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Brigham Young University

Civilization

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Full-Text Articles in Political Science

Guest Editor’S Note Mar 2020

Guest Editor’S Note

Comparative Civilizations Review

No abstract provided.


Human Rights, Those Who Are Governed And The Legitimacy Of Law Enforcement, Lynn Rhodes Mar 2020

Human Rights, Those Who Are Governed And The Legitimacy Of Law Enforcement, Lynn Rhodes

Comparative Civilizations Review

Most everyone, if not all of us, wants to be happy. Peace is a common denominator frequently sought. It is human nature to seek security, another word for happiness. Human Rights, as we know, are basic rights and freedoms that inherently belong to every person.


The Past Is Still With Me: Memoir Of A Soviet Yiddish Actress, Rosa Kurtz-Dranov Mar 2020

The Past Is Still With Me: Memoir Of A Soviet Yiddish Actress, Rosa Kurtz-Dranov

Comparative Civilizations Review

My mother Rosa Abramovna Kurtz-Dranov passed away in New Jersey in June 2003 after a long illness. She was 94. After the burial, I sat shiva, as is Jewish custom, for the first time in my life. (I did not sit for seven days, as required). As I was going through my mother’s papers — photos, letters, books, newspaper clippings — I stumbled upon a manuscript. That was her memoir, hand-written by her in New Jersey in 1987. It was an unexpected find; I had not known she was writing her memoirs.


In The Brandeis University Psychology Department, 1962-65: Recalling A Great American Social Theorist, Kenneth Feigenbaum Mar 2020

In The Brandeis University Psychology Department, 1962-65: Recalling A Great American Social Theorist, Kenneth Feigenbaum

Comparative Civilizations Review

Abraham H. Maslow is one of the best known psychologists of the 20th century. His theory of motivation, most cogently expressed in his hierarchy of needs, is based upon biological assumptions mainly devoid of cultural influences, and it is not sensitive to the role of civilizations effecting intellectual development and ideology. Critiques of these possible shortcomings in his theory are abundant (Trigs, 2004).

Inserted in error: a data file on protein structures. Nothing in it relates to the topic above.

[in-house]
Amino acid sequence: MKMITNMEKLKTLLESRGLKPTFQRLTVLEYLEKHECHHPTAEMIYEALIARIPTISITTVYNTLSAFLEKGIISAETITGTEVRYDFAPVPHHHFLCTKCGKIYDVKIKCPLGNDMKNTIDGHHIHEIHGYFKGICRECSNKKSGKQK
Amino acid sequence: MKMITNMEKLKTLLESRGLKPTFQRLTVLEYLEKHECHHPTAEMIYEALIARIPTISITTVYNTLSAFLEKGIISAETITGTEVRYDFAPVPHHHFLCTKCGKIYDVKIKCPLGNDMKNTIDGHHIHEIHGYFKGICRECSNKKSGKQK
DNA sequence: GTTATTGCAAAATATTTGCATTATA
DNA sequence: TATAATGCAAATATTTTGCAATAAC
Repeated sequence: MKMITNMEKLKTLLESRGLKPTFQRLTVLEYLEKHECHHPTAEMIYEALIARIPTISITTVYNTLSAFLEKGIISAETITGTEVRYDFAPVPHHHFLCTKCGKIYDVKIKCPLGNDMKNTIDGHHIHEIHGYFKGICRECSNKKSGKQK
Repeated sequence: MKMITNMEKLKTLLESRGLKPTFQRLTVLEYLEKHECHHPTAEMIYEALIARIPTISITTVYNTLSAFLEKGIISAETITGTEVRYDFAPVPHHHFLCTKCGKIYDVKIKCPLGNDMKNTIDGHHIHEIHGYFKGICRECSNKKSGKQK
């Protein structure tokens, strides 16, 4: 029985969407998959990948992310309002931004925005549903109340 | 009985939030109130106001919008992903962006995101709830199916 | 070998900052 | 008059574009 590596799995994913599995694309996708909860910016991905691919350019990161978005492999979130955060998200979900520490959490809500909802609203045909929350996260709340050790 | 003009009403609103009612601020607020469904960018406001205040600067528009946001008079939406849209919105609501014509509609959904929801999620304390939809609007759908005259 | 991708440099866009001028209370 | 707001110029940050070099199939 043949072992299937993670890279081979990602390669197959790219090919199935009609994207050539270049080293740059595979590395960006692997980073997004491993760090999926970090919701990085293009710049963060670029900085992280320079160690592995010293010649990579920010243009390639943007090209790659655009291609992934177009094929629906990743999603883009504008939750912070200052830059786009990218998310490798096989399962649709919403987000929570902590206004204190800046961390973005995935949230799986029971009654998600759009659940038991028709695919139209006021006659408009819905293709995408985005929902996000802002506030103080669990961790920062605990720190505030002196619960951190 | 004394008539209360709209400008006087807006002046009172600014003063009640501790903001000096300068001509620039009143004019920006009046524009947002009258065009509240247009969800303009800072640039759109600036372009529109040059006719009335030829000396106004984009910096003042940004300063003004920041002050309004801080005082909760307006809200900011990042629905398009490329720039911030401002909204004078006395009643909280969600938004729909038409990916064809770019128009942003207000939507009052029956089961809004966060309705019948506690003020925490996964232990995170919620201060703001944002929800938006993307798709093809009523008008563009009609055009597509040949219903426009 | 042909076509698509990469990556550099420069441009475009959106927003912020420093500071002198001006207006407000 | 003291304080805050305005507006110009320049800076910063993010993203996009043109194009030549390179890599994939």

On So-Called Russian Euroasianism: In Reply To Dmitry Shlapentokh, Ernest B. Hook Prof Mar 2020

On So-Called Russian Euroasianism: In Reply To Dmitry Shlapentokh, Ernest B. Hook Prof

Comparative Civilizations Review

Dmitry Shlapentokh’s article on Russian Eurasianism [Comparative Civilizations Review: No. 81. 9-29, 2019] contains a number of questionable statements without any attempt at documentation in support of his thesis. For example, in explaining why his version of “Eurasianism” was marginalized in the “West,” he states Western observers approached Russia from the perspective that “the triumph of American-type capitalism …shall be the omega point of all humanity, including Russia.”[emphasis in the original]. Moreover, “Gorbachev and Yeltsin were deeply hated by the majority.” [My emphasis.] No references are cited in support of these extraordinary statements, which would indeed require some ...


Book Review: Edx And Harvardx. China X. China’S Past, Present And Future. Https://www.edx.org/Chinax-Chinas-Past-Present-Future Mar 2020

Book Review: Edx And Harvardx. China X. China’S Past, Present And Future. Https://www.edx.org/Chinax-Chinas-Past-Present-Future

Comparative Civilizations Review

No abstract provided.


End Matter Mar 2020

End Matter

Comparative Civilizations Review

No abstract provided.


Readers: An Invitation To A Continuing Debate, Joseph Drew Oct 2019

Readers: An Invitation To A Continuing Debate, Joseph Drew

Comparative Civilizations Review